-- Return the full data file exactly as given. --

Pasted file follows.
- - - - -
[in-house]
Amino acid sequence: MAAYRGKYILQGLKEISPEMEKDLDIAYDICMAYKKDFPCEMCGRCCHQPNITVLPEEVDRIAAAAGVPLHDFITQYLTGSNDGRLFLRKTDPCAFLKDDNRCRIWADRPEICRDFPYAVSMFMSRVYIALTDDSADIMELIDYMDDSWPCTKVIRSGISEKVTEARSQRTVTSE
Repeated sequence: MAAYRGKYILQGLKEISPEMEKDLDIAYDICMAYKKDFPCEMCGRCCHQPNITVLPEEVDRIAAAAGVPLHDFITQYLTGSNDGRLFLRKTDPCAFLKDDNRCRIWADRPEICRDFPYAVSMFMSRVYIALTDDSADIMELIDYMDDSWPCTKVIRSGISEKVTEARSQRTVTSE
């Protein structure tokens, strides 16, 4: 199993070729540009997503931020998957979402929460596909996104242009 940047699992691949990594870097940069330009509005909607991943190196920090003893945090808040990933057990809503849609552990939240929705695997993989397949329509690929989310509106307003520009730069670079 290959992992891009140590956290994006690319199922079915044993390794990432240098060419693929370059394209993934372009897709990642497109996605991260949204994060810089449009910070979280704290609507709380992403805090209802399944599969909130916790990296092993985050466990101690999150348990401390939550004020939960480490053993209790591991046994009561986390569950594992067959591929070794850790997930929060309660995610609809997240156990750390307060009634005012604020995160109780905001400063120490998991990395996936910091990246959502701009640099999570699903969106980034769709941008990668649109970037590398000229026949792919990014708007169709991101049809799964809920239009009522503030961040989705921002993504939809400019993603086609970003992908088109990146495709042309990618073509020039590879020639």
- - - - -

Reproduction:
[in-house]
Amino acid sequence: MAAYRGKYILQGLKEISPEMEKDLDIAYDICMAYKKDFPCEMCGRCCHQPNITVLPEEVDRIAAAAGVPLHDFITQYLTGSNDGRLFLRKTDPCAFLKDDNRCRIWADRPEICRDFPYAVSMFMSRVYIALTDDSADIMELIDYMDDSWPCTKVIRSGISEKVTEARSQRTVTSE
Repeated sequence: MAAYRGKYILQGLKEISPEMEKDLDIAYDICMAYKKDFPCEMCGRCCHQPNITVLPEEVDRIAAAAGVPLHDFITQYLTGSNDGRLFLRKTDPCAFLKDDNRCRIWADRPEICRDFPYAVSMFMSRVYIALTDDSADIMELIDYMDDSWPCTKVIRSGISEKVTEARSQRTVTSE
């Protein structure tokens, strides 16, 4: 199993070729540009997503931020998957979402929460596909996104242009 940047699992691949990594870097940069330009509005909607991943190196920090003893945090808040990933057990809503849609552990939240929705695997993989397949329509690929989310509106307003520009730069670079 290959992992891009140590956290994006690319199922079915044993390794990432240098060419693929370059394209993934372009897709990642497109996605991260949204994060810089449009910070979280704290609507709380992403805090209802399944599969909130916790990296092993985050466990101690999150348990401390939550004020939960480490053993209790591991046994009561986390569950594992067959591929070794850790997930929060309660995610609809997240156990750390307060009634005012604020995160109780905001400063120490998991990395996936910091990246959502701009640099999570699903969106980034769709941008990668649109970037590398000229026949792919990014708007169709991101049809799964809920239009009522503030961040989705921002993504939809400019993603086609970003992908088109990146495709042309990618073509020039590879020639």